SonarLint for IntelliJ - Quick Fixes

If I understand correctly there are no Quick Fixes in SonarLint for IntelliJ (e.g. SonarLint quickfix), I’d be delighted to be wrong though :slight_smile:

Anyway, what I am looking for is a way to fix “simple” issues like java:S2209 (“static” members should be accessed statically) from SonarLint/IntelliJ with a simple “Quick Fix”, ideally as batch should it occur in more than one place.

Hi,

SonarLint quick fixes are only available for a few C# rules in Visual Studio.

This is a very debatable topic, because quick fixes are only useful when we are 100% sure to not break the code (especially if used in batch mode). In many cases, it is required for a human to have a close look. Example: rule detecting duplicate conditions:

if (a) {
  if (a) {
    // some code
  }
}

Of course we could suggest as a quick fix to remove the unnecessary nested condition. But removing a line is usually doable with a simple shortcut in an IDE, and this code smell could in fact hide a serious bug. Maybe the nested condition is a bad copy paste, and should be modified.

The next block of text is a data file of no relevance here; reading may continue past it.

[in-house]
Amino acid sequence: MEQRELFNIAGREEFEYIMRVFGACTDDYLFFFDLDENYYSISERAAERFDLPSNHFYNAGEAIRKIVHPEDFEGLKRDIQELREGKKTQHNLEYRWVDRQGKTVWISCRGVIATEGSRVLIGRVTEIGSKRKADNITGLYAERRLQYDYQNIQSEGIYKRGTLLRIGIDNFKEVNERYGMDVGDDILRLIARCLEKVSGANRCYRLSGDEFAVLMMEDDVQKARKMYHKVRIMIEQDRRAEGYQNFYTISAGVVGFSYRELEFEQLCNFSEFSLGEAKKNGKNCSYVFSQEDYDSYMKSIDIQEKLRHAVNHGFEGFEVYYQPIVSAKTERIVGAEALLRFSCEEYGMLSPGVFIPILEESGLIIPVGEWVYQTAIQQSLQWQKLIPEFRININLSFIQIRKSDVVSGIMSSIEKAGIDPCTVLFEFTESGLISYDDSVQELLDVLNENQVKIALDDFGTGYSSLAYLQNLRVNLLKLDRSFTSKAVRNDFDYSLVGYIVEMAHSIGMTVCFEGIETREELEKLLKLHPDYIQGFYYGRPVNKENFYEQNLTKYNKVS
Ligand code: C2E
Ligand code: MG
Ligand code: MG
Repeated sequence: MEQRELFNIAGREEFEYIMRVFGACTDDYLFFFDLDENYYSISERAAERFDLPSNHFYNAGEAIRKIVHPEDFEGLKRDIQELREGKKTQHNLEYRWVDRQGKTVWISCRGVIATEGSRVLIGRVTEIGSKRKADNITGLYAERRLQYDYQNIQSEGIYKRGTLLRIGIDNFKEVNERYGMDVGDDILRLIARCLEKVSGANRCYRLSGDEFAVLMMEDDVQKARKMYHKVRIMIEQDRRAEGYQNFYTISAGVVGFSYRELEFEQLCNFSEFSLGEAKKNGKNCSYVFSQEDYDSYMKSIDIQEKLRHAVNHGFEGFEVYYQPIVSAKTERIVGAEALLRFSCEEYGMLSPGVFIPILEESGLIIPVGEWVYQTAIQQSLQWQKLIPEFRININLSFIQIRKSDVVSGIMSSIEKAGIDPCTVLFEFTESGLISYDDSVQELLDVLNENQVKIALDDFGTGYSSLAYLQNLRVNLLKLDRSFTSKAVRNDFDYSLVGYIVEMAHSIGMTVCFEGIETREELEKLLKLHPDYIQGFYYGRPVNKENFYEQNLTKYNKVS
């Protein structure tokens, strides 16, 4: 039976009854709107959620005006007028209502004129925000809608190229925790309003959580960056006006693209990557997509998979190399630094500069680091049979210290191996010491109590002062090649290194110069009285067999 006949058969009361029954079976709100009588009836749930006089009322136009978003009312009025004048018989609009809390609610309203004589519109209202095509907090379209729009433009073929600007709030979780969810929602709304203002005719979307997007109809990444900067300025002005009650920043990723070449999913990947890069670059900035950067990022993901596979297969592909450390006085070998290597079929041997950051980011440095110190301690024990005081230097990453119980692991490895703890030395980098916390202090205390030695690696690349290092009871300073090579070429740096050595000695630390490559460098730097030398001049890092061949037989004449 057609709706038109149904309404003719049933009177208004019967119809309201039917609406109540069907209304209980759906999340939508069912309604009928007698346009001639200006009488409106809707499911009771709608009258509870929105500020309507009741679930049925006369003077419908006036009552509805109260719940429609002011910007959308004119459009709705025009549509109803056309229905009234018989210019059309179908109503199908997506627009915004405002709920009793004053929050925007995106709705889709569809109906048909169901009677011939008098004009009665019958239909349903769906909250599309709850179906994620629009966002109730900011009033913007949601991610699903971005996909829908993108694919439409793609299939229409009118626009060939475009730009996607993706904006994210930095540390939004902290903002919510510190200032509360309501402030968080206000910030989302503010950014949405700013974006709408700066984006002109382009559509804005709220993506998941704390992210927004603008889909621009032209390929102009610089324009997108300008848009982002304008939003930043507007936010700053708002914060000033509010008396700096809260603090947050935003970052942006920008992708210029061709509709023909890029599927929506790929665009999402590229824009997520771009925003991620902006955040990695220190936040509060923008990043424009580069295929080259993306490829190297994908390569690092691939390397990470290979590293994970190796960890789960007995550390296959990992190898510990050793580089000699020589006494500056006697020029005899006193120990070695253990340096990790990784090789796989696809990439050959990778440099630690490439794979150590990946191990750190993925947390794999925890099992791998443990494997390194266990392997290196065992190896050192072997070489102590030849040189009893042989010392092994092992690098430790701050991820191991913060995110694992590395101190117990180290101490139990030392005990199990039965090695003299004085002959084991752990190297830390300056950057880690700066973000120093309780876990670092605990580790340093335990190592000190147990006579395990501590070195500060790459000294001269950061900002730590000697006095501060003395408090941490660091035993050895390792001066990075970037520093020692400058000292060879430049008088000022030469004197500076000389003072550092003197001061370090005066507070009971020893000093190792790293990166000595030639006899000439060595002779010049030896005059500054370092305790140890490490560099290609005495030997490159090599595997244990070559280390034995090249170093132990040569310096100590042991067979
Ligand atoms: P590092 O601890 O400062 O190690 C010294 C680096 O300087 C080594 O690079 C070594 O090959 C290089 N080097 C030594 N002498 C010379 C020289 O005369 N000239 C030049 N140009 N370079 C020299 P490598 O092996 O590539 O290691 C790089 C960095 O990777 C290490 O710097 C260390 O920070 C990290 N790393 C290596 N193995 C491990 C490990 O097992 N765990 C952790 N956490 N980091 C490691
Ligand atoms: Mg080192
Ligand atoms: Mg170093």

If you take the example of rule java:S2209, a quick fix is already suggested by IntelliJ (and Eclipse BTW):



so I don’t think we would add a lot of value here.

I have not tested, but I’m pretty sure there is a batch mode.

Summary: we are not against quick fixes, we are just lacking good candidates :wink:

Hi Julien,

thanks for the reply.

Indeed, any refactoring that goes beyond adding @SuppressWarning has it’s own risk attached. Which is by the way one good use case of applying a quick fix - no need to cut/copy/past squids around for @SuppressWarning would actually help me for certain squids where I can accept the risk of ignoring the code smell for the sake of “cleaning” my SQ reports.

We have an initiative to clarify our position regarding in code issues suppression. Once our position is clear, and assuming it goes in favor of in code annotations/markers/comments to suppress issues, having a quick fix to automatically add one is indeed a good idea.